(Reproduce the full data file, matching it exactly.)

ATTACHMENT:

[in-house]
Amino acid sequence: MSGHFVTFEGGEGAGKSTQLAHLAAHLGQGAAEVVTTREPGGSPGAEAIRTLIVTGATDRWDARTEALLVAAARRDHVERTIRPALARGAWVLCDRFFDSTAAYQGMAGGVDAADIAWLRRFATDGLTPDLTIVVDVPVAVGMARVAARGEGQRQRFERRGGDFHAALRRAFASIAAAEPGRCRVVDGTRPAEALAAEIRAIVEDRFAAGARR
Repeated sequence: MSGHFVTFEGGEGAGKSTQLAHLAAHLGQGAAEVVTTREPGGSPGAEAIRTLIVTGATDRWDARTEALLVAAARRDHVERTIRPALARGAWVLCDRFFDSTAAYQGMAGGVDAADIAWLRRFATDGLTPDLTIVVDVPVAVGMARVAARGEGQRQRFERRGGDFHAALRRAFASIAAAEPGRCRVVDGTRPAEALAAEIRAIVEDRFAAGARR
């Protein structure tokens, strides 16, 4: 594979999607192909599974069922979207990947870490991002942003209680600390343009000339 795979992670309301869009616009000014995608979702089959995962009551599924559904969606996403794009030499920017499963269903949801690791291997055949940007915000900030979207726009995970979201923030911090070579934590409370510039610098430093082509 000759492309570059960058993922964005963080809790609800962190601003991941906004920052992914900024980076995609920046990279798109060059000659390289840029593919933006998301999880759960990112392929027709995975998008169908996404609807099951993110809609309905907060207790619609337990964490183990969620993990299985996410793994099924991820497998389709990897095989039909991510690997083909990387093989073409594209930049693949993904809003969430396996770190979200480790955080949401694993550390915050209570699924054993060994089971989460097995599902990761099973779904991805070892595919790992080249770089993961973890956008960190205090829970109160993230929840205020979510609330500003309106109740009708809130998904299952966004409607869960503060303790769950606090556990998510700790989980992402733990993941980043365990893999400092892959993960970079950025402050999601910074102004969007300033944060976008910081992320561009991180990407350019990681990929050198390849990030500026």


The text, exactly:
[in-house]
Amino acid sequence: MSGHFVTFEGGEGAGKSTQLAHLAAHLGQGAAEVVTTREPGGSPGAEAIRTLIVTGATDRWDARTEALLVAAARRDHVERTIRPALARGAWVLCDRFFDSTAAYQGMAGGVDAADIAWLRRFATDGLTPDLTIVVDVPVAVGMARVAARGEGQRQRFERRGGDFHAALRRAFASIAAAEPGRCRVVDGTRPAEALAAEIRAIVEDRFAAGARR
Repeated sequence: MSGHFVTFEGGEGAGKSTQLAHLAAHLGQGAAEVVTTREPGGSPGAEAIRTLIVTGATDRWDARTEALLVAAARRDHVERTIRPALARGAWVLCDRFFDSTAAYQGMAGGVDAADIAWLRRFATDGLTPDLTIVVDVPVAVGMARVAARGEGQRQRFERRGGDFHAALRRAFASIAAAEPGRCRVVDGTRPAEALAAEIRAIVEDRFAAGARR
């Protein structure tokens, strides 16, 4: 594979999607192909599974069922979207990947870490991002942003209680600390343009000339 795979992670309301869009616009000014995608979702089959995962009551599924559904969606996403794009030499920017499963269903949801690791291997055949940007915000900030979207726009995970979201923030911090070579934590409370510039610098430093082509 000759492309570059960058993922964005963080809790609800962190601003991941906004920052992914900024980076995609920046990279798109060059000659390289840029593919933006998301999880759960990112392929027709995975998008169908996404609807099951993110809609309905907060207790619609337990964490183990969620993990299985996410793994099924991820497998389709990897095989039909991510690997083909990387093989073409594209930049693949993904809003969430396996770190979200480790955080949401694993550390915050209570699924054993060994089971989460097995599902990761099973779904991805070892595919790992080249770089993961973890956008960190205090829970109160993230929840205020979510609330500003309106109740009708809130998904299952966004409607869960503060303790769950606090556990998510700790989980992402733990993941980043365990893999400092892959993960970079950025402050999601910074102004969007300033944060976008910081992320561009991180990407350019990681990929050198390849990030500026």